Bambi

All Disney movies have moral messages in them. This, being one of the first, is no exception. It’s interesting to identify the subtle moral signposts in Bambi.

Bambi was released by Walt Disney Productions in 1942 as a full length animated movie. The supervising director was David Hand, known for Snow White. There were also 7 other directors of this early Disney film. The task of writing was shared by several as well. Among them was the supervising writer Perce Pearce, also known for Snow White. The voice talents, whose identities now are known on the internet and other sources, were uncredited in the movie. Bambi is 70 minutes long and was nominated for 3 Oscars.

It is the story of a baby deer who grows up alongside a cast of silly but speaking animal characters. The most memorable arguably is Thumper, a baby rabbit so-named for the way he stamps his feet. Bambi grows up learning from his friends and after a time, he loses his mother to a hunter’s bullet. This scene is done in a tasteful fashion so children will not be scared but it is meant to be sad. Bambi then meets his father and has to grow up without his mother. A series of events over time, including a horrendous forest fire and haunting thunderstorm, teach Bambi lessons of life and leave him with a measurable amount of maturity. His friends grow up with him and he finds love with Faline, a pretty young doe. The stages of life we experience with Bambi are delivered in a clear timeline that belies the dreamy style of the settings. It’s no wonder Bambi appealed to all ages and personality types at the ticket counter. Bambi clearly was made for a universal audience but it does hold some partisan and controversial messages. Around 70 years later, they hardly seem controversial but considering the time, they were.

Animation for the big screen was still in its infancy but Bambi help catapult it into a brave new world. It would signal an era where animated movies held moral messages. Watching Bambi now, it’s clear to see some moral and cultural trends of the times. It was a time of war and a time where men and women had clearly defined roles. It’s likely the Disney studio execs, especially Walt himself, had a hand in whether a scene or line made it in the final cut. Knowing that, I found a couple scenes surprising. For example, the hunting scenes. Birds and animals are being hunted and some are even shot in the movie. This was a movie aimed at kids. This may be indicative of the popularity of hunting at the time. The point of view of the camera demonstrates how inhumane the act of hunting is. This is an avant garde aspect of the film I think. During World War II, it was probably more popular to preach hunting than pacifism but this movie does. War might be considered a form of hunting. It was not a time like Vietnam where movies could open challenge war and the government. It had to be done subtly or a world that supported war and would not pay admission. All Disney movies have moral messages in them. This, being one of the first, is no exception. It’s interesting to identify the subtle moral signposts in Bambi.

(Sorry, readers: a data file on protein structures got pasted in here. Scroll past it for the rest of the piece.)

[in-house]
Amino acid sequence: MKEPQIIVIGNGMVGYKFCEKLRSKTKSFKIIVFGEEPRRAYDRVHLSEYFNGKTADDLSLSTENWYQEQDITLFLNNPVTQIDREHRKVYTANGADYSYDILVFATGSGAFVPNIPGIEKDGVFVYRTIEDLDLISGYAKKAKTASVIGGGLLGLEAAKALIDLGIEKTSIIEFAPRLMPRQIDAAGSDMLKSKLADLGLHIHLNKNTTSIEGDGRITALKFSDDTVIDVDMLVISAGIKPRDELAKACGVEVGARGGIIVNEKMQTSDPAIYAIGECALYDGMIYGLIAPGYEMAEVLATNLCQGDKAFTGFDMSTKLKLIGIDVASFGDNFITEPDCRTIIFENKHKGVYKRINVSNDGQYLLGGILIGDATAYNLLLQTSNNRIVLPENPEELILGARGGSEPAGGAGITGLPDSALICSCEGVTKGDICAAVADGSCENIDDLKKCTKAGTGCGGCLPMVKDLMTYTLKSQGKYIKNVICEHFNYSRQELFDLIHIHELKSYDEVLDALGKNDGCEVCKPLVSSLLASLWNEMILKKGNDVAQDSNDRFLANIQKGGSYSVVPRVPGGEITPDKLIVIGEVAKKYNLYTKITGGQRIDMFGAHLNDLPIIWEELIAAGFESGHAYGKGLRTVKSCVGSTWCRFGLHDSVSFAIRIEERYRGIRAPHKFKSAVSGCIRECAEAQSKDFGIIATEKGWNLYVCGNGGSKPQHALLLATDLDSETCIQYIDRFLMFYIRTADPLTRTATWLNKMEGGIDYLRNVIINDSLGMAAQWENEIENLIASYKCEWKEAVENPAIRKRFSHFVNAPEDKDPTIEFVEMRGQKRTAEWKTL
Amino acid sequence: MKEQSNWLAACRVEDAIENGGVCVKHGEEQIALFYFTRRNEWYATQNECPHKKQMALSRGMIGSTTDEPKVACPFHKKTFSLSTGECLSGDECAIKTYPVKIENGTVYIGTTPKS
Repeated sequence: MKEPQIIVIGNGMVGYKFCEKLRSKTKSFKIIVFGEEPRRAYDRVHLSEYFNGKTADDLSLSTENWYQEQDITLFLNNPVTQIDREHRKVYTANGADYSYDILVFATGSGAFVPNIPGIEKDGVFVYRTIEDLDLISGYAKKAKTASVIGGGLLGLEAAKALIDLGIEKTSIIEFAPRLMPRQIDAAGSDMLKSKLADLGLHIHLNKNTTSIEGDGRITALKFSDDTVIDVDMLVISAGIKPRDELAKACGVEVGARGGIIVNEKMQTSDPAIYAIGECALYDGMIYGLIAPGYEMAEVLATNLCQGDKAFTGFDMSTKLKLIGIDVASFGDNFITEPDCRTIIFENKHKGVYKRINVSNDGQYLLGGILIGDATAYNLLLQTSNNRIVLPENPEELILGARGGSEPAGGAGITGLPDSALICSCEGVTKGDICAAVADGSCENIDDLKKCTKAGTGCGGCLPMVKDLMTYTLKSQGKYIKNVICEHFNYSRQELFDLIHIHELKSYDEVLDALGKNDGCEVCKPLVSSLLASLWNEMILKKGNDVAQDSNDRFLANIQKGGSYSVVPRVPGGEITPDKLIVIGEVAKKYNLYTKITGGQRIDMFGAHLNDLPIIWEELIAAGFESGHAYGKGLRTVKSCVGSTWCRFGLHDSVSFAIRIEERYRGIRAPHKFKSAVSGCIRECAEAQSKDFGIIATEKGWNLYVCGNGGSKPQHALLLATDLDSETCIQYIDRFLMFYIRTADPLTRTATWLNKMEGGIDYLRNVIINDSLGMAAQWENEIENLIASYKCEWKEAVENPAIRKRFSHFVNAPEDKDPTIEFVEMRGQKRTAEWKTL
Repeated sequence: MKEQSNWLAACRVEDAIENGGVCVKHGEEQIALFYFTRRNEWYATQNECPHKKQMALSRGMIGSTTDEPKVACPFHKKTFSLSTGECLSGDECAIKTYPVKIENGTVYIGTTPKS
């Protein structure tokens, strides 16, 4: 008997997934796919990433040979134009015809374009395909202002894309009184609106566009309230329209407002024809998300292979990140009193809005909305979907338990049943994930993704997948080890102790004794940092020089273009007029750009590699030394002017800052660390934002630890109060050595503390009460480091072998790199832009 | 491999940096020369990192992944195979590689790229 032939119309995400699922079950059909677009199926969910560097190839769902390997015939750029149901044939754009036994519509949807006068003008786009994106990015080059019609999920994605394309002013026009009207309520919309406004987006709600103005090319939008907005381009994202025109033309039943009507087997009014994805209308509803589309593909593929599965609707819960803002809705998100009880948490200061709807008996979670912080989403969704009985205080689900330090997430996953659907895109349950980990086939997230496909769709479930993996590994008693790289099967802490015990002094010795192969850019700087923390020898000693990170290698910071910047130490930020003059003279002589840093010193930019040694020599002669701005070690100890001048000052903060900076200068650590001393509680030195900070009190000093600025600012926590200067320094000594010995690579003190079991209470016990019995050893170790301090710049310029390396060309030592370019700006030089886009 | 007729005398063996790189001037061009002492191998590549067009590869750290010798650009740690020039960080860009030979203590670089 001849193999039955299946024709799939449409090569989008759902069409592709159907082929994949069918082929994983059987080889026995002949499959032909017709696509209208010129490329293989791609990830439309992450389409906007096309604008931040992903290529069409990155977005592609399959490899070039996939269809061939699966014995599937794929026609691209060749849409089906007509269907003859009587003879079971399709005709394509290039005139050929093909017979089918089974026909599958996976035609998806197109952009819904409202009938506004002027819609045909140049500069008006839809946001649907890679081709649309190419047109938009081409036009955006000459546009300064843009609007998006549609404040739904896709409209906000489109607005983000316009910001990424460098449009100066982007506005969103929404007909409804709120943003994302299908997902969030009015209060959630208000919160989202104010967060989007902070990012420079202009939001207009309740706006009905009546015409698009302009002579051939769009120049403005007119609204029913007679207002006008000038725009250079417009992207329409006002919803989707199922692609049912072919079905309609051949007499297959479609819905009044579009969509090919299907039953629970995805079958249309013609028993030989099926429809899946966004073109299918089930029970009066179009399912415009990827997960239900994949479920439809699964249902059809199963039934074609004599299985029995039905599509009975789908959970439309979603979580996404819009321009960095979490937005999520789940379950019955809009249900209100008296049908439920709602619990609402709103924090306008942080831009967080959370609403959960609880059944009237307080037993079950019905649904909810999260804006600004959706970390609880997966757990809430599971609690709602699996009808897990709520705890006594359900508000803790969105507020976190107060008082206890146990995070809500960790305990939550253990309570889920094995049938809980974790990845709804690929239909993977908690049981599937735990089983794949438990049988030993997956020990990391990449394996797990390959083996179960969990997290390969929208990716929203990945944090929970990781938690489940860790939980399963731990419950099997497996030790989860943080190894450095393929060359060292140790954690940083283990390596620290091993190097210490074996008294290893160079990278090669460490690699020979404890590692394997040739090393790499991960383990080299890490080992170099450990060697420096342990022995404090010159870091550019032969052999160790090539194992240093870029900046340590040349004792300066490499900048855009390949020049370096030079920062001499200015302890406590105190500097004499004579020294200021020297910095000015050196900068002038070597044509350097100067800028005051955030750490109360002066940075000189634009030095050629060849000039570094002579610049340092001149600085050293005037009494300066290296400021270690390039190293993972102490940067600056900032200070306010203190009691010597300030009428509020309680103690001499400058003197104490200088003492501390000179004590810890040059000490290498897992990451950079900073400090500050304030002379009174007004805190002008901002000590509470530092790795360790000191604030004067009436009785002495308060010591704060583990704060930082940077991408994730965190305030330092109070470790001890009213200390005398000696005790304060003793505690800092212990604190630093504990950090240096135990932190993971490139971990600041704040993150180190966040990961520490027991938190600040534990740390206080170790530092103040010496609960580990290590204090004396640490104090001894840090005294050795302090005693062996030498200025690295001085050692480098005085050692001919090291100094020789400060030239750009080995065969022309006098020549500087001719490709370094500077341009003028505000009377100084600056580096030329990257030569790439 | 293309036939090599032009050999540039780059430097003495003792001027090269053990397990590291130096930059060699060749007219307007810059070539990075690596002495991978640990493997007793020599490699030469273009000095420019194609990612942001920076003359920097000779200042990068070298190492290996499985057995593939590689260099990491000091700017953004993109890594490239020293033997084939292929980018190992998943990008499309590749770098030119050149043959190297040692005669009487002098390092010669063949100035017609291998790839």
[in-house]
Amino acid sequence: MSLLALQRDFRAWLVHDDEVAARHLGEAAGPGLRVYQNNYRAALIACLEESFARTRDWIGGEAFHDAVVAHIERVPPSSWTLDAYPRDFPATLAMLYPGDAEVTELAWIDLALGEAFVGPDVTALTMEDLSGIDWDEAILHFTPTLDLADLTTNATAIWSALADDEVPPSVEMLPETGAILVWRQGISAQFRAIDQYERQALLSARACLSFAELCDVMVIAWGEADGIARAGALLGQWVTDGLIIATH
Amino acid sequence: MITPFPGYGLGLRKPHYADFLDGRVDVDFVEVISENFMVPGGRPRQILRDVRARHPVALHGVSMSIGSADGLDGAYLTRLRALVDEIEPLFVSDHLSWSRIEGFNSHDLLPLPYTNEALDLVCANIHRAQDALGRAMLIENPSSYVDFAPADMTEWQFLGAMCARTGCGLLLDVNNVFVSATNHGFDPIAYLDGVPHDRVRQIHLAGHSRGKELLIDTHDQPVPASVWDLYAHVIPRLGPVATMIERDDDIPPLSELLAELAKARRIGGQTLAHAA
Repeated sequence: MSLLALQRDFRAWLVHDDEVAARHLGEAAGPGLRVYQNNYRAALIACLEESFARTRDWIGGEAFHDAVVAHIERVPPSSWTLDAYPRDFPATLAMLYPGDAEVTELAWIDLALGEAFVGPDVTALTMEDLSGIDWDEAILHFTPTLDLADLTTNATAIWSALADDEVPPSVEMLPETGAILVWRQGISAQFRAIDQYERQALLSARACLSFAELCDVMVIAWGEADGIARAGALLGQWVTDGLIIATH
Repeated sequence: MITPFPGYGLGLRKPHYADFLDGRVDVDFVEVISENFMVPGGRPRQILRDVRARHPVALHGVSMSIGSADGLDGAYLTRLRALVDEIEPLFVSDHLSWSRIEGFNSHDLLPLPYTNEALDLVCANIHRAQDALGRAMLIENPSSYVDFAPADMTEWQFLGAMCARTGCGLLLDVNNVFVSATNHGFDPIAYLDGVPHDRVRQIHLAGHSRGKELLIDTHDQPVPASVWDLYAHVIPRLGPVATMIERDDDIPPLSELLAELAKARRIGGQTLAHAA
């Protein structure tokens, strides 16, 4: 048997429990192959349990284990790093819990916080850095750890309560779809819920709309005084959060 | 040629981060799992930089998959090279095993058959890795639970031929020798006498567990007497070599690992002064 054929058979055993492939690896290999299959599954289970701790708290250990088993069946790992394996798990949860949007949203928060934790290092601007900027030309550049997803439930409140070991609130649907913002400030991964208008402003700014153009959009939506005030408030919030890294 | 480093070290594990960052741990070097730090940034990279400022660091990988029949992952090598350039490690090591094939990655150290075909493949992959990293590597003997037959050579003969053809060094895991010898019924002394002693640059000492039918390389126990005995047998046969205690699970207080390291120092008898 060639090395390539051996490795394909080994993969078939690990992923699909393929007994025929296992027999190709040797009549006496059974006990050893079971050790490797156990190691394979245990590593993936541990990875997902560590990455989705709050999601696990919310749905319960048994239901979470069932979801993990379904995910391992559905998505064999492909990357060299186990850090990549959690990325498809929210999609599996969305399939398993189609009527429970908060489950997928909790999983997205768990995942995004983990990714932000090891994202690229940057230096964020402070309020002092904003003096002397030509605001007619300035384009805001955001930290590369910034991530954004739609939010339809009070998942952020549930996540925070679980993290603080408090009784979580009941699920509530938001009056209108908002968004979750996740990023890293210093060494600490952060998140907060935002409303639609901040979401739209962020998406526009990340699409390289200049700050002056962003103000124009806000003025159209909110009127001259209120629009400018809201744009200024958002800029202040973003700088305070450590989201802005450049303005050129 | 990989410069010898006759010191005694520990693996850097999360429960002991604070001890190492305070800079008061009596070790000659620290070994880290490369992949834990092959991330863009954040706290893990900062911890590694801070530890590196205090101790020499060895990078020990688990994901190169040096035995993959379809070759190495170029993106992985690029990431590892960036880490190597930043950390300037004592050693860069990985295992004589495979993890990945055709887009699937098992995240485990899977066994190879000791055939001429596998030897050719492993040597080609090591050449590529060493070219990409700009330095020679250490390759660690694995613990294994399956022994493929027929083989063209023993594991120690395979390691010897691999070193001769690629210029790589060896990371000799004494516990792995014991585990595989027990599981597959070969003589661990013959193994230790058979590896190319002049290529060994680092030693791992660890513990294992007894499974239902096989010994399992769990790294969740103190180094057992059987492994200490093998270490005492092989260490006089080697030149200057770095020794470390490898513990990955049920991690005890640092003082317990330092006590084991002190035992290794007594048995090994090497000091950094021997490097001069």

Disney financed the movie himself and it was a hefty project to support. He believed in his vision and its legacy lives on today. It uses old methods of achieving cinematic effects with much success. For example, the thunderstorm sound effects are not actual storm sounds. They are mimicked evocatively with an orchestra and a choir. With regards to effects, less “technology” is more in Bambi. It is a movie I have purchased and I will take it out when I want to relive what the early magic of Disney.

Author: Damien Riley

Hopelessly devoted to movies from way back when I first saw "Pete's Dragon." In 1977, it sealed the deal when I saw "Star Wars." I write about the movies I see, whether I like them or not. Sometimes I like them more than words can express! Thanks for checking out my movie reviews!